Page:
The Texas Department of Public Safety began providing NARCAN kits Thursday, along with tactical emergency training, to all state troopers.

NARCAN is a drug that can help reverse the effects of a heroin or opioid overdose.

The National Institute on Drug Abuse reported over 70,200 overdose deaths in the U.S. in 2017, with the majority of those deaths coming from opioids. Fentanyl, and fentanyl derivatives – which can be up to 100 times stronger than heroin – account for 29 percent of those deaths.

In 2018, state troopers seized nearly 95 pounds of fentanyl, enough for more than 23 million lethal doses.

Texas Governor Greg Abbot said he is committed to fighting the nation's opioid epidemic, and to protecting the men and women of law enforcement.

“These NARCAN kits, along with the tactical training, are lifesaving resources,” Abbot said. “[They] will help our law enforcement officers respond to opioid overdoses and save lives.”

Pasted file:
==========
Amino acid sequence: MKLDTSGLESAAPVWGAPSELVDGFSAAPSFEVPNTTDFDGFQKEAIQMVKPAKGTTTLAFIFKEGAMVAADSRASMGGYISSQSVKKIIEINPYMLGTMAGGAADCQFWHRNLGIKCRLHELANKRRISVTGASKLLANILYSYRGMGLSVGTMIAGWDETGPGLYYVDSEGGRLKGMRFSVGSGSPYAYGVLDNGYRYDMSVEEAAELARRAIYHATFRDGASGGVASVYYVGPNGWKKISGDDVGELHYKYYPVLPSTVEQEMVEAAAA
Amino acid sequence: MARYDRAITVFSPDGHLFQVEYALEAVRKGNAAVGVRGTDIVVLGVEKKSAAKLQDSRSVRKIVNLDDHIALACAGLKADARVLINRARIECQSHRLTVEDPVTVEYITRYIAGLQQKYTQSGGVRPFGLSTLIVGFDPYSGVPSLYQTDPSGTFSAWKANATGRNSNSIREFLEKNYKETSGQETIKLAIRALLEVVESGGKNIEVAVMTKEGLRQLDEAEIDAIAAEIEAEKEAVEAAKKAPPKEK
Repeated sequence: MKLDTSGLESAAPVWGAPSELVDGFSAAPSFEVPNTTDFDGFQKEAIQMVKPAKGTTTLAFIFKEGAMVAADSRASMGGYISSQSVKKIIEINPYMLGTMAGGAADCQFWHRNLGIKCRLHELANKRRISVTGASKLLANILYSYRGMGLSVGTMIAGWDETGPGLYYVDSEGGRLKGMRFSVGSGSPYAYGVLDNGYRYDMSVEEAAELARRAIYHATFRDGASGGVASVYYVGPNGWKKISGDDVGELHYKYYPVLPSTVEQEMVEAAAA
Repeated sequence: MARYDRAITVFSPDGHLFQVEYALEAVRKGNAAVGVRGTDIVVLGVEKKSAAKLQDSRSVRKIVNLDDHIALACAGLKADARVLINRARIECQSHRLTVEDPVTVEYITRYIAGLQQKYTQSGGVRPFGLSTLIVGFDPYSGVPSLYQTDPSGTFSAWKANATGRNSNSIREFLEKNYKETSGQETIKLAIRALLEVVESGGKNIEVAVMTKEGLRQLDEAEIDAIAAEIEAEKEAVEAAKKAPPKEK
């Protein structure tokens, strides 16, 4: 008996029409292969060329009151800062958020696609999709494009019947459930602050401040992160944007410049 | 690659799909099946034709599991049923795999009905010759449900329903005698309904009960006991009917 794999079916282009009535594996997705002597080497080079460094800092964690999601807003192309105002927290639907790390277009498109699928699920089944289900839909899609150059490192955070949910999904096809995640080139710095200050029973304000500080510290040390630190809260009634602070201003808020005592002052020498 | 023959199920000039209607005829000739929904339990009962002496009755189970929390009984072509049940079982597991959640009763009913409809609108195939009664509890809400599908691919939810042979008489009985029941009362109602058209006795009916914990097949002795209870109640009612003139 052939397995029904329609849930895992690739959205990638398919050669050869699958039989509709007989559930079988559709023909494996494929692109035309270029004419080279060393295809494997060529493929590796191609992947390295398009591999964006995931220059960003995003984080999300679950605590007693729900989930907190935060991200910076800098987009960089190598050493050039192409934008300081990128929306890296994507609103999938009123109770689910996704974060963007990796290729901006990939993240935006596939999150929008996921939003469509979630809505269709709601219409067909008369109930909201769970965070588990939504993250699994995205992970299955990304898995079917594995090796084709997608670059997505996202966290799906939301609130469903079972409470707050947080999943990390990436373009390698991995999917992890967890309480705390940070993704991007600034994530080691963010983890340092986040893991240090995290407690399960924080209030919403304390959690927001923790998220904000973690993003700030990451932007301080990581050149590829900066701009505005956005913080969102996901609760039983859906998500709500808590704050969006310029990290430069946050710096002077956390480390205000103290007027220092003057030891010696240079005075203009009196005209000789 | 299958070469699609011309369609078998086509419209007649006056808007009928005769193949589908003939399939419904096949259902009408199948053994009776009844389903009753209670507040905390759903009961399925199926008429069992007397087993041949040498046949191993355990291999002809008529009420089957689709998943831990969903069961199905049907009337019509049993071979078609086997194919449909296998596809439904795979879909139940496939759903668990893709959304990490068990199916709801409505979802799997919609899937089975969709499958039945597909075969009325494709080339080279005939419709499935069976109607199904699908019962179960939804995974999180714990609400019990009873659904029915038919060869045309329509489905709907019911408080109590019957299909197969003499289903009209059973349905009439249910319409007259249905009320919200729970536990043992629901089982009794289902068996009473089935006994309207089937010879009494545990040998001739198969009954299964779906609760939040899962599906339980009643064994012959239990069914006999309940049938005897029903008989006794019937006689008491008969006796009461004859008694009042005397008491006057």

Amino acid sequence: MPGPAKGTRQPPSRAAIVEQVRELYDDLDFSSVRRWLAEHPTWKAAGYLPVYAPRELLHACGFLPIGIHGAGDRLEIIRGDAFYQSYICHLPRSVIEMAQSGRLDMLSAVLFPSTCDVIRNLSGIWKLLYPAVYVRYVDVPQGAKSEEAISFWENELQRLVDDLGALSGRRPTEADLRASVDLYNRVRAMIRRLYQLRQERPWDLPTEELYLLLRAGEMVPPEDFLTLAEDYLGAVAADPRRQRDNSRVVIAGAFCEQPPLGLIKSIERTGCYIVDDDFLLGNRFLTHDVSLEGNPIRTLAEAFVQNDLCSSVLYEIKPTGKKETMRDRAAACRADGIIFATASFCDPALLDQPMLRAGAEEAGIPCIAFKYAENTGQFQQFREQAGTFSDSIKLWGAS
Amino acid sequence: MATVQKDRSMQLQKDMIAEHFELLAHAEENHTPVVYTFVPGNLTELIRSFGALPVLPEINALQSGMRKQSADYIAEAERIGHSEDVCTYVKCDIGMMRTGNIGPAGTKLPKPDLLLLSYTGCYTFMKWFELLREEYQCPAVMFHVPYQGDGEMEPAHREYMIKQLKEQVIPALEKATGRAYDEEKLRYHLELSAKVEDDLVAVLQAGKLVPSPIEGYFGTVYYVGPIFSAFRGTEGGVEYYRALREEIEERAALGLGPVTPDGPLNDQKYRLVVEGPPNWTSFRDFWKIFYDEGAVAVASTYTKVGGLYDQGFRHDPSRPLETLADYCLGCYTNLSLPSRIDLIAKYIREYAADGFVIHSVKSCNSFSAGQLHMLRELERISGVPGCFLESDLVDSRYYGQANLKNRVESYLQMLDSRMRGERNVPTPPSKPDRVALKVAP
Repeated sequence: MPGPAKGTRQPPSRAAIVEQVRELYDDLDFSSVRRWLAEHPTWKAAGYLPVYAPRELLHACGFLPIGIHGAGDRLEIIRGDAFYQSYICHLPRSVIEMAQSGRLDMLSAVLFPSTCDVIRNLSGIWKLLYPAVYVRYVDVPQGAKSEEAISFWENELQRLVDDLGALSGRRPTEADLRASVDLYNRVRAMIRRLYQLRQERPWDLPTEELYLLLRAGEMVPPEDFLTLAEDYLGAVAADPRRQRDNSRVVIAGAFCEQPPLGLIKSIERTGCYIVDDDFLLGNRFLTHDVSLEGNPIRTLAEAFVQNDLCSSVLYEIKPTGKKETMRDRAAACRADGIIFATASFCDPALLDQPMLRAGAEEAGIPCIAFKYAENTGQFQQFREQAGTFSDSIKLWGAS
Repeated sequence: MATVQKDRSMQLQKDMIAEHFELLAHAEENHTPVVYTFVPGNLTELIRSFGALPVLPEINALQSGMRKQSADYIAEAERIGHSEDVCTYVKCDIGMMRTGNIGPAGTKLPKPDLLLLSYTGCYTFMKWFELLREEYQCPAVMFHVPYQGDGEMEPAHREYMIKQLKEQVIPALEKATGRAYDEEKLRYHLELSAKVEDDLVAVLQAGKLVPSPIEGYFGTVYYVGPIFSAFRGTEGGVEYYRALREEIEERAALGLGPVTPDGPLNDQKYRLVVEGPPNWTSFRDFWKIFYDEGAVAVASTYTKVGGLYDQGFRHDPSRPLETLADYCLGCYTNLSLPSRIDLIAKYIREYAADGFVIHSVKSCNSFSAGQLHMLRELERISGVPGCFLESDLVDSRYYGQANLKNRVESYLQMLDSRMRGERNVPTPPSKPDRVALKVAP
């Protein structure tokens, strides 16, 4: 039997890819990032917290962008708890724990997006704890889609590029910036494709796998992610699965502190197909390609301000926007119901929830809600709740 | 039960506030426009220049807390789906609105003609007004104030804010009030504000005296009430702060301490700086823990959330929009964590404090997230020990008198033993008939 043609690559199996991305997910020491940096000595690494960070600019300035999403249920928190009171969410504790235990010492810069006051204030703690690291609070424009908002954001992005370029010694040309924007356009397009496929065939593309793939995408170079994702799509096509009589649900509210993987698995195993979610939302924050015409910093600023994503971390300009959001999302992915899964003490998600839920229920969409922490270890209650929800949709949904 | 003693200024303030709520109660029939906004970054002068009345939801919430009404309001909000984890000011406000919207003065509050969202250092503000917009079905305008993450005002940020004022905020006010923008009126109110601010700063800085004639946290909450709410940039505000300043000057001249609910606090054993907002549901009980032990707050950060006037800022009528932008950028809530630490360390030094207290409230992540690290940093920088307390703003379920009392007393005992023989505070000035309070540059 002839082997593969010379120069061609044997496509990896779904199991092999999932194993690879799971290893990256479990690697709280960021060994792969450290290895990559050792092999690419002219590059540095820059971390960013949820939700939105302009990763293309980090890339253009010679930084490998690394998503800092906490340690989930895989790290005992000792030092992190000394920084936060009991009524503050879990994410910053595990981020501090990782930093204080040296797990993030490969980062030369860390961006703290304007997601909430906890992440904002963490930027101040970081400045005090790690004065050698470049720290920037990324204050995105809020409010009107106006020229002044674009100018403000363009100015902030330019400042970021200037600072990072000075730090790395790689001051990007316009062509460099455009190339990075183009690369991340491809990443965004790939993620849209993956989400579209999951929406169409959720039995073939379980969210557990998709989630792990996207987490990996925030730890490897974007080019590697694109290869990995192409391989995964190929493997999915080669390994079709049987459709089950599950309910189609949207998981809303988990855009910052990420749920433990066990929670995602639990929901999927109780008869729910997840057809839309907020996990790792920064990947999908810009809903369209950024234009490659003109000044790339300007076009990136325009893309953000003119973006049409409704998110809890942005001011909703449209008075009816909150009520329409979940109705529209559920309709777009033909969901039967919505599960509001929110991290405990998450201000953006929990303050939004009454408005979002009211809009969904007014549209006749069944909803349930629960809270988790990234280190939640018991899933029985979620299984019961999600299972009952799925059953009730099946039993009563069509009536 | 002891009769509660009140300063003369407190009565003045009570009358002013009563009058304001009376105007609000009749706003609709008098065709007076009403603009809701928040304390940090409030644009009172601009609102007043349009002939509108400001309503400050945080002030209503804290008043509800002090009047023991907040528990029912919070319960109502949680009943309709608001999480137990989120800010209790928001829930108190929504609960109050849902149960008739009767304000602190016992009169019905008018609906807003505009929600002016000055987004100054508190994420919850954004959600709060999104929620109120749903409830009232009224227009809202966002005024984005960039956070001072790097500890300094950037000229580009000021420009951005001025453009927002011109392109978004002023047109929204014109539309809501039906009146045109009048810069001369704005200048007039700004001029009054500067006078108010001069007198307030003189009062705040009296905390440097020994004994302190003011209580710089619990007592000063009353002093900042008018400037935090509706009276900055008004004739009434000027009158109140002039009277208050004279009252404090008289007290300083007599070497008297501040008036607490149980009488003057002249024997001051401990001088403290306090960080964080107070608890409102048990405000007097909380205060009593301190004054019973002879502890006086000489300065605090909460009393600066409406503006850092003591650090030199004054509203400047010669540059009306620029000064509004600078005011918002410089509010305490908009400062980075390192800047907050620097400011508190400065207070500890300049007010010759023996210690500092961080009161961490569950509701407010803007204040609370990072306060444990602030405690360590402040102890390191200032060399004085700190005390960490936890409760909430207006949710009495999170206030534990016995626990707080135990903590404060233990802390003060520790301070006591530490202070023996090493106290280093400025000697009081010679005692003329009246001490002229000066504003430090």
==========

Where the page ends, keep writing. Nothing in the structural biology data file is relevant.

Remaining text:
The NARCAN kits, which include 4 ml nasal-spray doses, are intended for troopers to use on overdose patients waiting for medical care. They are also useful in saving the lives of law enforcement officers or first responders accidentally exposed to lethal levels of opioids while on the job.

DPS officials were unable to provide an estimate of the cost of the kits and training.

Palestine Police Chief Andy Harvey told the Herald-Press Friday the decision by DPS to carry the kits showed progressive thinking. He thinks the PPD should also look into supplying its officers with NARCAN kits and training.

“It seems to me it's something our officers should have,” he said. “Opioids are an epidemic. This is something worth looking into.”

City Manager Michael Hornes agreed.

“It's a life-saving tool, and I think it's great the DPS is doing that,” Hornes told the Herald-Press. “If they think it's a good idea, and obviously Chief Harvey does, I think it's worth investigating in the upcoming budget year.”